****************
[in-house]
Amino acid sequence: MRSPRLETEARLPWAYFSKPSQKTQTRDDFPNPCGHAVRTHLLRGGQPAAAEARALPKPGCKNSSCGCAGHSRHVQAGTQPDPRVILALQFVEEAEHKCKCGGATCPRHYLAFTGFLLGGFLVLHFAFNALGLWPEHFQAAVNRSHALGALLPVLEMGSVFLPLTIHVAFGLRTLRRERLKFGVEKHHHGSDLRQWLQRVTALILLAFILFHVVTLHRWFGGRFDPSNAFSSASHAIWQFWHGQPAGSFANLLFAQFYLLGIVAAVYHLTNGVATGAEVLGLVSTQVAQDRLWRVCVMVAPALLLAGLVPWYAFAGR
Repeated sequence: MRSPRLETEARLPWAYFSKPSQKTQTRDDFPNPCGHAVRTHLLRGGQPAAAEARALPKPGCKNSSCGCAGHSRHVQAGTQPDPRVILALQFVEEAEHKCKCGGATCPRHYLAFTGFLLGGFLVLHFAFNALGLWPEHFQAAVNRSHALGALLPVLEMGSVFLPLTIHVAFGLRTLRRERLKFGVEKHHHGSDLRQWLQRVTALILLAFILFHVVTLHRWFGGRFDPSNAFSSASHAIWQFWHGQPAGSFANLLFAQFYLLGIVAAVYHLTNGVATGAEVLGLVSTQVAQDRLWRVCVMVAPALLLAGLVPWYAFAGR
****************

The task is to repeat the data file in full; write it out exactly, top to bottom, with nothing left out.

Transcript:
[in-house]
Amino acid sequence: MRSPRLETEARLPWAYFSKPSQKTQTRDDFPNPCGHAVRTHLLRGGQPAAAEARALPKPGCKNSSCGCAGHSRHVQAGTQPDPRVILALQFVEEAEHKCKCGGATCPRHYLAFTGFLLGGFLVLHFAFNALGLWPEHFQAAVNRSHALGALLPVLEMGSVFLPLTIHVAFGLRTLRRERLKFGVEKHHHGSDLRQWLQRVTALILLAFILFHVVTLHRWFGGRFDPSNAFSSASHAIWQFWHGQPAGSFANLLFAQFYLLGIVAAVYHLTNGVATGAEVLGLVSTQVAQDRLWRVCVMVAPALLLAGLVPWYAFAGR
Repeated sequence: MRSPRLETEARLPWAYFSKPSQKTQTRDDFPNPCGHAVRTHLLRGGQPAAAEARALPKPGCKNSSCGCAGHSRHVQAGTQPDPRVILALQFVEEAEHKCKCGGATCPRHYLAFTGFLLGGFLVLHFAFNALGLWPEHFQAAVNRSHALGALLPVLEMGSVFLPLTIHVAFGLRTLRRERLKFGVEKHHHGSDLRQWLQRVTALILLAFILFHVVTLHRWFGGRFDPSNAFSSASHAIWQFWHGQPAGSFANLLFAQFYLLGIVAAVYHLTNGVATGAEVLGLVSTQVAQDRLWRVCVMVAPALLLAGLVPWYAFAGR